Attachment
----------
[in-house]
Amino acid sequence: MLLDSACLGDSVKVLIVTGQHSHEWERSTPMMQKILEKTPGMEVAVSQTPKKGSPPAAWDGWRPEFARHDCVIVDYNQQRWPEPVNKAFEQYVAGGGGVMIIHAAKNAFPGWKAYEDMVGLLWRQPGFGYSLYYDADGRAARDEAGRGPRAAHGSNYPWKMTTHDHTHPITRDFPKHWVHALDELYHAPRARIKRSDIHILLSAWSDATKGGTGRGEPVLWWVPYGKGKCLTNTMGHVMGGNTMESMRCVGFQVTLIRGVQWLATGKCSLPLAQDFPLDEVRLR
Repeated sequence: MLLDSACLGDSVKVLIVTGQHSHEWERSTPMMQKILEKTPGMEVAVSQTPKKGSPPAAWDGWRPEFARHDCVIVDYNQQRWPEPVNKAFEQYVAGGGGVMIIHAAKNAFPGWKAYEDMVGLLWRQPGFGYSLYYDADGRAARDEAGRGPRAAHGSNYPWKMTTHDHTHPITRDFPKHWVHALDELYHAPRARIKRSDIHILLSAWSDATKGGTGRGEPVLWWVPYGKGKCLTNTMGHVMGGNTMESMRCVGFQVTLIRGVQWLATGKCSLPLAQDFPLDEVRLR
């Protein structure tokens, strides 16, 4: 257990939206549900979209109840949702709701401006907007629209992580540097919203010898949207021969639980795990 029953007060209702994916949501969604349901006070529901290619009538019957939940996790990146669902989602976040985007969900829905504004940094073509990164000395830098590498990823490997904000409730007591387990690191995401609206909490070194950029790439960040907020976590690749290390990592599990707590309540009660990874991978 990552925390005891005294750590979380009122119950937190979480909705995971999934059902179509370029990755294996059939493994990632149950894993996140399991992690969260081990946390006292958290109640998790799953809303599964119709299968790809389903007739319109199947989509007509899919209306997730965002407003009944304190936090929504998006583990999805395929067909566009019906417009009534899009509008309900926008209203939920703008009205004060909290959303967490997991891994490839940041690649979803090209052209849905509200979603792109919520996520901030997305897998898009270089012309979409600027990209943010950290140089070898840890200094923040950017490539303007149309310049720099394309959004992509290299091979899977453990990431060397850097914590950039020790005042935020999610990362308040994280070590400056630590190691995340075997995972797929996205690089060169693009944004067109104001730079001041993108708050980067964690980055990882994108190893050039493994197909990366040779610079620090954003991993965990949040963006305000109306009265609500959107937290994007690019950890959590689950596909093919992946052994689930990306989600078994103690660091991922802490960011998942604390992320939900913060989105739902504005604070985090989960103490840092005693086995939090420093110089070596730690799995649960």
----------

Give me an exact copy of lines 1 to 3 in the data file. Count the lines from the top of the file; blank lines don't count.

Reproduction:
[in-house]
Amino acid sequence: MLLDSACLGDSVKVLIVTGQHSHEWERSTPMMQKILEKTPGMEVAVSQTPKKGSPPAAWDGWRPEFARHDCVIVDYNQQRWPEPVNKAFEQYVAGGGGVMIIHAAKNAFPGWKAYEDMVGLLWRQPGFGYSLYYDADGRAARDEAGRGPRAAHGSNYPWKMTTHDHTHPITRDFPKHWVHALDELYHAPRARIKRSDIHILLSAWSDATKGGTGRGEPVLWWVPYGKGKCLTNTMGHVMGGNTMESMRCVGFQVTLIRGVQWLATGKCSLPLAQDFPLDEVRLR
Repeated sequence: MLLDSACLGDSVKVLIVTGQHSHEWERSTPMMQKILEKTPGMEVAVSQTPKKGSPPAAWDGWRPEFARHDCVIVDYNQQRWPEPVNKAFEQYVAGGGGVMIIHAAKNAFPGWKAYEDMVGLLWRQPGFGYSLYYDADGRAARDEAGRGPRAAHGSNYPWKMTTHDHTHPITRDFPKHWVHALDELYHAPRARIKRSDIHILLSAWSDATKGGTGRGEPVLWWVPYGKGKCLTNTMGHVMGGNTMESMRCVGFQVTLIRGVQWLATGKCSLPLAQDFPLDEVRLR